“When the day comes to pick housing, if I don’t have a place [to live], I don’t really know what I’m going to do. I’ll have to look for a place, find the means financially, all while working, keeping up with classes and keeping all my roommates’ needs in mind as well,” Gutierrez said.

Sophomore Effie Soldatos, an elementary education major, feels as though this will not mess up any of her plans for this year (and even helps her chances of getting into the Apartment Complex). However, she worries for what her future will hold when entering her senior year.

Her concerns are mostly based on the fact that she does not and will not have a car in the next couple of years. In this area, it is almost required to have a car in order to get to campus, or be able to get to the Radnor SEPTA line from your housing. Main Line Student Rental states that the Wayne area is a car-dependent area.

“Next year as a senior I feel like it’s going to mess up my housing and I don’t have a car so it’s going to screw me over,” Soldatos said. “As a senior it would be very difficult [if I cannot live on campus] because I do not have a car and I probably will not be able to get a car by senior year.”

What is the Valley Forge housing? 

With the fear of not having enough space for all of the students looking for campus housing, the Residence Life office decided to try to provide another option for juniors and seniors, Valley Forge housing.

Located on the opposite end of campus of one of Cabrini’s neighbor schools, the Valley Forge Military Academy & College, this is not new to Cabrini’s history in housing. A Loquitur article reports transfer students living there about 11 years ago as well.

The total trip to walk across campus to Founder’s Hall from the Apartment Complex will take students about seven minutes. Graphic by Cecelia Heckman
The total trip to walk to Founder’s Hall from the Valley Forge housing will take students about 21 minutes. Graphic by Cecelia Heckman

Kramer said that it has been about eight years since this housing has been used, for lack of necessity. However, now with the increasing enrollment it has once again become an option that will be available for 24 Cabrini juniors and seniors, including two RAs.

Located on Radnor Street Road, these apartments are set up with two bedrooms: a double and a single, fitting three students per apartment. According to an email sent to all students about housing, the apartments will come fully furnished and include a kitchen and bathroom. Pricing will be the same as the Cabrini Apartment Complex.

“This is an opportunity for a different type of student,” Akirah Massenburg, assistant director of Residence Life, said. “Because they do not have to have a meal plan at the Valley Forge, that can help students who might be looking at their financial situation. If they don’t have a larger group of friends that they want to live with, they only need a group of three. Those are the perks of it.”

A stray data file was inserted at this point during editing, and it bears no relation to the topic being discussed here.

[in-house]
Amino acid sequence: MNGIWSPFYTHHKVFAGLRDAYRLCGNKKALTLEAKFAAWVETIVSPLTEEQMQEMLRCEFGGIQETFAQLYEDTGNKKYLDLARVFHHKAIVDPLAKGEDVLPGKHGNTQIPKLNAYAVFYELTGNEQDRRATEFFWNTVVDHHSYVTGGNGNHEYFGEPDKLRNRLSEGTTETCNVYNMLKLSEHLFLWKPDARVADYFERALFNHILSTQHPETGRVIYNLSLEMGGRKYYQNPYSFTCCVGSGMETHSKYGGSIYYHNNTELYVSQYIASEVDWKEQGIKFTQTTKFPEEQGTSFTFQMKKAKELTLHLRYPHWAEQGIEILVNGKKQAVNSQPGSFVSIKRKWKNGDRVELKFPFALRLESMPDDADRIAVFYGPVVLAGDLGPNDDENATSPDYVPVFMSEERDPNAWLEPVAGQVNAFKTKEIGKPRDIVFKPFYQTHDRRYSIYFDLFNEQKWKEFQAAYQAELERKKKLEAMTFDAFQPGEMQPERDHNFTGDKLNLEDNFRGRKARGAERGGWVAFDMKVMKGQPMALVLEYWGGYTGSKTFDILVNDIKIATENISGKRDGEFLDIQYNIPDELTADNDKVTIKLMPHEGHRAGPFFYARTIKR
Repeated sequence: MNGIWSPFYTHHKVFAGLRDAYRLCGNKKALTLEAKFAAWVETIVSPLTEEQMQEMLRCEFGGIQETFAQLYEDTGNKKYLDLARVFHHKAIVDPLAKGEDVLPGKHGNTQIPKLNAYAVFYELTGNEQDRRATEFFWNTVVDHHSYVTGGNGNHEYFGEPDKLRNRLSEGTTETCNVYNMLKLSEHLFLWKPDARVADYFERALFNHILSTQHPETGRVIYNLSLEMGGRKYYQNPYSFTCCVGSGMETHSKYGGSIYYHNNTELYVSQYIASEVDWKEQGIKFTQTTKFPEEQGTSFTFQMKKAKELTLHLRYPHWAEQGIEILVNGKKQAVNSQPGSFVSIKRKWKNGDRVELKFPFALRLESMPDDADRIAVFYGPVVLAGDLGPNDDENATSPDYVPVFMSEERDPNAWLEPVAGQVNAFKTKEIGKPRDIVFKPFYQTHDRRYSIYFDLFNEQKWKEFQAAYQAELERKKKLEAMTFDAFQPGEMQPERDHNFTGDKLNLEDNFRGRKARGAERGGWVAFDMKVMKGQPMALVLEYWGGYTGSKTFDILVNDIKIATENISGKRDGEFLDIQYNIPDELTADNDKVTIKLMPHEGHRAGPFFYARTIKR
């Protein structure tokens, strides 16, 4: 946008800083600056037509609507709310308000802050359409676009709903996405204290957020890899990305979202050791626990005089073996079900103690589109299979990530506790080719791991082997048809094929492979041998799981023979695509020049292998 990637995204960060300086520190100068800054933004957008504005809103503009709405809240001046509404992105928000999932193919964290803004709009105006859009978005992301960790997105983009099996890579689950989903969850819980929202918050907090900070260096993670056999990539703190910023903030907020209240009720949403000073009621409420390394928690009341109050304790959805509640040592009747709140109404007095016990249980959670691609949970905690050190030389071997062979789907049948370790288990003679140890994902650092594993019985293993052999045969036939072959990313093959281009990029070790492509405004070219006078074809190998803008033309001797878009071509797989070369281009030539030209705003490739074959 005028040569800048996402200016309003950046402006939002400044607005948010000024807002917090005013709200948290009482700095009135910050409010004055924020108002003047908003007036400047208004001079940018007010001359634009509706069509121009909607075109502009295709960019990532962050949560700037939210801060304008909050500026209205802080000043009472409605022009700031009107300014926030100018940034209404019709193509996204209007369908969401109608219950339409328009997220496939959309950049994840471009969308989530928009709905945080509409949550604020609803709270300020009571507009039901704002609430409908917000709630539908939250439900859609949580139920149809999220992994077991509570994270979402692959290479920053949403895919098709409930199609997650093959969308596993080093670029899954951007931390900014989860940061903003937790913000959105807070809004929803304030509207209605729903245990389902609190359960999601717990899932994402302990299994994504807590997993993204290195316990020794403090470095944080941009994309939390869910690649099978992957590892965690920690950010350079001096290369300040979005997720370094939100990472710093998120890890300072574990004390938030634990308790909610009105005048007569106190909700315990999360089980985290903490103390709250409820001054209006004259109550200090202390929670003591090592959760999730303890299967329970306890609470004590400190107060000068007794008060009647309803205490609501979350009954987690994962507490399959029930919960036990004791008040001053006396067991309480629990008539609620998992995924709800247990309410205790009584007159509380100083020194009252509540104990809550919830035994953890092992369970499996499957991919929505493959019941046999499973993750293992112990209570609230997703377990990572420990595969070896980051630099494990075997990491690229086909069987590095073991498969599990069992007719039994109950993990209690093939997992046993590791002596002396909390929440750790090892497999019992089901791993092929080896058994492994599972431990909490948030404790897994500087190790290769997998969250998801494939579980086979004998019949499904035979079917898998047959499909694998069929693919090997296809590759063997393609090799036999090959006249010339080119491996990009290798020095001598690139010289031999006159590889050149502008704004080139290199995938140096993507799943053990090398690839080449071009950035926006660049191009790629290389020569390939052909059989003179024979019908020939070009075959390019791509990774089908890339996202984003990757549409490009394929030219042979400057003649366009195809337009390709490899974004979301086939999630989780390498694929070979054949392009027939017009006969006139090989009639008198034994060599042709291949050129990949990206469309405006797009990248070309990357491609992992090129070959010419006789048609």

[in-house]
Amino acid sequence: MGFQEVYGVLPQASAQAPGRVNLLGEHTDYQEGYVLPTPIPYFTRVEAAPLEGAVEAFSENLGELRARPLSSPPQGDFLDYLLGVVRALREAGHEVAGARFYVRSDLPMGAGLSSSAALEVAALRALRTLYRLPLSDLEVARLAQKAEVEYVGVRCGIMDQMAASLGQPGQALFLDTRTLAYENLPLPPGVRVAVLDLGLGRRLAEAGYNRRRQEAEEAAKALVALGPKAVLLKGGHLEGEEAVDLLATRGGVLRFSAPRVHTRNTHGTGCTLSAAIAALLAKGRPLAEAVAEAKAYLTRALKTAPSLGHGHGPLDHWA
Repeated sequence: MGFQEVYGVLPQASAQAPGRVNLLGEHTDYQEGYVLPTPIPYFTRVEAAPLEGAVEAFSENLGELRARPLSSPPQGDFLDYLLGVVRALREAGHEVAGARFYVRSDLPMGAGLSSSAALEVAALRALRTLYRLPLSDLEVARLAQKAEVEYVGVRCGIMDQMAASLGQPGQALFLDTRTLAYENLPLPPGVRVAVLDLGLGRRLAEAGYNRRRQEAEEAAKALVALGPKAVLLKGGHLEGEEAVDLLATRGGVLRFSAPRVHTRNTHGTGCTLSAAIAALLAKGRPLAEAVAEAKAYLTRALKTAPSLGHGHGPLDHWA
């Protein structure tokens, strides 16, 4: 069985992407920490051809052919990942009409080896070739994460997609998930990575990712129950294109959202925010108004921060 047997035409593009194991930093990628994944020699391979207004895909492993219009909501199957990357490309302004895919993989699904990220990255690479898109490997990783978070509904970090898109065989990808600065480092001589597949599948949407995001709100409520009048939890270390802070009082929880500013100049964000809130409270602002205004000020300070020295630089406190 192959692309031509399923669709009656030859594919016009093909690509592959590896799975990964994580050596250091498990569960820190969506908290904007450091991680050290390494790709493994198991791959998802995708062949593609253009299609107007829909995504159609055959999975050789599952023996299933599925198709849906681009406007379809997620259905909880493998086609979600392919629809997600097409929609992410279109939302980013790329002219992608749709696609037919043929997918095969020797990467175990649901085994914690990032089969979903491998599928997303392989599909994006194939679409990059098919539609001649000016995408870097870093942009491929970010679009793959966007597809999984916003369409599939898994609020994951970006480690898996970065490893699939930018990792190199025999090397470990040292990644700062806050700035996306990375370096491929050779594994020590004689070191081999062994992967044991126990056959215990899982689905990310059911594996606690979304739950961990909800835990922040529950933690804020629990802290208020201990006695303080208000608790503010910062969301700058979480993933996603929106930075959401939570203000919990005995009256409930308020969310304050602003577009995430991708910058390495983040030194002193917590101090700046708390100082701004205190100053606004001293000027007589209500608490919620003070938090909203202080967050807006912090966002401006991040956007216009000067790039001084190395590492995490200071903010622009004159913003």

It is also recommended that all students who choose to live in the Valley Forge housing have a car. At this point, the school is unsure whether they will add this housing to the shuttle stops as an option for transportation. All of these students will be able to apply for a commuter parking pass, though they will still be considered resident students by Cabrini.

At this point in time, not too much information about the Valley Forge housing option has been released, aside from the basic amenities listed in the email sent to students.

“I really can’t form an opinion because they’re not giving us enough information about this,” Weaver said. “So if we had more floor plans, we got to see the pictures of these houses, I could give an opinion.”

This Valley Forge option is part of the same set of buildings that Eastern University currently uses to house some of their students as well. Eastern calls this area “The Village,” and for them it currently houses graduate students and students over the age of 23, according to their website.

“The Village” on Valley Forge’s campus has five houses that currently have Eastern University students and will soon house Cabrini students as well. Photo by Cecelia Heckman

The house which Cabrini students formerly lived in was the Putnam House, part of “The Village.” However, it is not yet confirmed if this house will be one of the two housing Cabrini students next year. Neither of the buildings’ names have been released yet. 

Putnam House, part of “The Village” housed Cabrini students years ago. Photo by Cecelia Heckman

Cabrini’s enrollment is still growing

Over the last few years, Cabrini’s enrollment has been continually increasing, unlike many other similar local schools. While this is a positive for the school as a whole, it also leads to necessary changes based on the greater need for space for all of these larger classes.

Each year, the department of Residence Life reevaluates where the campus is at in terms of fitting the students into the residence halls, then run the information by Dr. George Stroud, the assistant vice president of student life/dean of students.

“We evaluate what we are doing, where we are going, how many beds we are going to allocate for each class and for each building,” Kramer said. “Our goal is always to house as many students as possible.”